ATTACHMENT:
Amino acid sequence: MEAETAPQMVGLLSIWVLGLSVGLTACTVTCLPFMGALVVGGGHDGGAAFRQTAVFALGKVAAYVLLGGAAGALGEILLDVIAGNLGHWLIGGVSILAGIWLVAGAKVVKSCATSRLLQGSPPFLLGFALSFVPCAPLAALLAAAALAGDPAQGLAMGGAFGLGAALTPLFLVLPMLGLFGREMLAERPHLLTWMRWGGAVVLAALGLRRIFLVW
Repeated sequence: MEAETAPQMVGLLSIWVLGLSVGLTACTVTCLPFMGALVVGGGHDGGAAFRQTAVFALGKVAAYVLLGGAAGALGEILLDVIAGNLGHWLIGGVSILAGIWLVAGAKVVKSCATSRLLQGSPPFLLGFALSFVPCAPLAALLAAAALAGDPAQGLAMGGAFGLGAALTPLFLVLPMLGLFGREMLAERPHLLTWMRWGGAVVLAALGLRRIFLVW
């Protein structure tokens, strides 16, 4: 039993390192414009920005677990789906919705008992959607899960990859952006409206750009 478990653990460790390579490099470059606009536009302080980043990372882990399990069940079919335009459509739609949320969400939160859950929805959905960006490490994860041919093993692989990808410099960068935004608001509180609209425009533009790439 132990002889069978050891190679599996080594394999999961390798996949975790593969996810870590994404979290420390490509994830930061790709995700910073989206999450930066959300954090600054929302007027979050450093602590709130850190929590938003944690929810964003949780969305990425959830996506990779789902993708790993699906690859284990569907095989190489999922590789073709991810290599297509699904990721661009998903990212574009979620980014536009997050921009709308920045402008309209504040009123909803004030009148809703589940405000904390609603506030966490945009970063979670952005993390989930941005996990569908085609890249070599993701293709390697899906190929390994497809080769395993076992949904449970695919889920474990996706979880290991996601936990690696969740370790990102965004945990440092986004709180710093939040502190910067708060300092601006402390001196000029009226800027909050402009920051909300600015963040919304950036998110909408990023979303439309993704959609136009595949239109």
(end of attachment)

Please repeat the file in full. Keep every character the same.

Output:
Amino acid sequence: MEAETAPQMVGLLSIWVLGLSVGLTACTVTCLPFMGALVVGGGHDGGAAFRQTAVFALGKVAAYVLLGGAAGALGEILLDVIAGNLGHWLIGGVSILAGIWLVAGAKVVKSCATSRLLQGSPPFLLGFALSFVPCAPLAALLAAAALAGDPAQGLAMGGAFGLGAALTPLFLVLPMLGLFGREMLAERPHLLTWMRWGGAVVLAALGLRRIFLVW
Repeated sequence: MEAETAPQMVGLLSIWVLGLSVGLTACTVTCLPFMGALVVGGGHDGGAAFRQTAVFALGKVAAYVLLGGAAGALGEILLDVIAGNLGHWLIGGVSILAGIWLVAGAKVVKSCATSRLLQGSPPFLLGFALSFVPCAPLAALLAAAALAGDPAQGLAMGGAFGLGAALTPLFLVLPMLGLFGREMLAERPHLLTWMRWGGAVVLAALGLRRIFLVW
């Protein structure tokens, strides 16, 4: 039993390192414009920005677990789906919705008992959607899960990859952006409206750009 478990653990460790390579490099470059606009536009302080980043990372882990399990069940079919335009459509739609949320969400939160859950929805959905960006490490994860041919093993692989990808410099960068935004608001509180609209425009533009790439 132990002889069978050891190679599996080594394999999961390798996949975790593969996810870590994404979290420390490509994830930061790709995700910073989206999450930066959300954090600054929302007027979050450093602590709130850190929590938003944690929810964003949780969305990425959830996506990779789902993708790993699906690859284990569907095989190489999922590789073709991810290599297509699904990721661009998903990212574009979620980014536009997050921009709308920045402008309209504040009123909803004030009148809703589940405000904390609603506030966490945009970063979670952005993390989930941005996990569908085609890249070599993701293709390697899906190929390994497809080769395993076992949904449970695919889920474990996706979880290991996601936990690696969740370790990102965004945990440092986004709180710093939040502190910067708060300092601006402390001196000029009226800027909050402009920051909300600015963040919304950036998110909408990023979303439309993704959609136009595949239109």